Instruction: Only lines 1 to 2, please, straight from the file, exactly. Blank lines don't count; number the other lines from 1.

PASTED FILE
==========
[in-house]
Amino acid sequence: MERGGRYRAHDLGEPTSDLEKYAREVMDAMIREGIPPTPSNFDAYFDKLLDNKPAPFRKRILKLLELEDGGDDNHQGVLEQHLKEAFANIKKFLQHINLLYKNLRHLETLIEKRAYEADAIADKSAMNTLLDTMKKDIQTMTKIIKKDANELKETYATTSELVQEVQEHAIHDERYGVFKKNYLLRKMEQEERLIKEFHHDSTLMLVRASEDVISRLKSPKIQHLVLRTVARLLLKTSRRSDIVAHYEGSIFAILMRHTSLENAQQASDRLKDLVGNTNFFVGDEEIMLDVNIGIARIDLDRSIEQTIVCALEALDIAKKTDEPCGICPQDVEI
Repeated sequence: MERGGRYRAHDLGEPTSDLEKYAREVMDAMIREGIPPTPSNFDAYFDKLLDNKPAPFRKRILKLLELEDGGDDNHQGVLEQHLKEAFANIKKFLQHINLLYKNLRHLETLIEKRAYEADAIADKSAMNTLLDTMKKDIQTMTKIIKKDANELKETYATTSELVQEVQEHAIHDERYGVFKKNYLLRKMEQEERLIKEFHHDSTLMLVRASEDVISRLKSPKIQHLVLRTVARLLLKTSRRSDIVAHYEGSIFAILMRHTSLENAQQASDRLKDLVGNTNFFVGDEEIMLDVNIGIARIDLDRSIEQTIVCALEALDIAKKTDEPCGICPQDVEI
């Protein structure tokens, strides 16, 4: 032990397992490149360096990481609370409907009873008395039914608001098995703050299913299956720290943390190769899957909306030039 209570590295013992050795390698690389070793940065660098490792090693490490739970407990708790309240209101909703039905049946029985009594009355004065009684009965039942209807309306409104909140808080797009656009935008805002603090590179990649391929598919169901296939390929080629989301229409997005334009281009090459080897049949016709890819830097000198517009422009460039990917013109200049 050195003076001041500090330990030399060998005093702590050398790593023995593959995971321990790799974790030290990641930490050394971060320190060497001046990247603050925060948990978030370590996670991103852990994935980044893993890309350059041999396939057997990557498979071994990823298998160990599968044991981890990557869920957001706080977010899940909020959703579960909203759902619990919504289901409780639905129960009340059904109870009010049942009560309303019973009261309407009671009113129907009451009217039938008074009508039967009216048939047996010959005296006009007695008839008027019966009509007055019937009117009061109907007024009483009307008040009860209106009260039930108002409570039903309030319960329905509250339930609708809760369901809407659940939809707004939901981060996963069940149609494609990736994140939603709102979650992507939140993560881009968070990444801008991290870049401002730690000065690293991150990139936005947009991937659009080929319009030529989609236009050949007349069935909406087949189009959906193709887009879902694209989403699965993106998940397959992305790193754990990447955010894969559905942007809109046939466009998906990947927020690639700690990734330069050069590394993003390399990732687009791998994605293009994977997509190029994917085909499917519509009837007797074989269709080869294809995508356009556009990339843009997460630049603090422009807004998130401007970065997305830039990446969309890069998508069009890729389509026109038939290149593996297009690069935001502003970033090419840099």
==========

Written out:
[in-house]
Amino acid sequence: MERGGRYRAHDLGEPTSDLEKYAREVMDAMIREGIPPTPSNFDAYFDKLLDNKPAPFRKRILKLLELEDGGDDNHQGVLEQHLKEAFANIKKFLQHINLLYKNLRHLETLIEKRAYEADAIADKSAMNTLLDTMKKDIQTMTKIIKKDANELKETYATTSELVQEVQEHAIHDERYGVFKKNYLLRKMEQEERLIKEFHHDSTLMLVRASEDVISRLKSPKIQHLVLRTVARLLLKTSRRSDIVAHYEGSIFAILMRHTSLENAQQASDRLKDLVGNTNFFVGDEEIMLDVNIGIARIDLDRSIEQTIVCALEALDIAKKTDEPCGICPQDVEI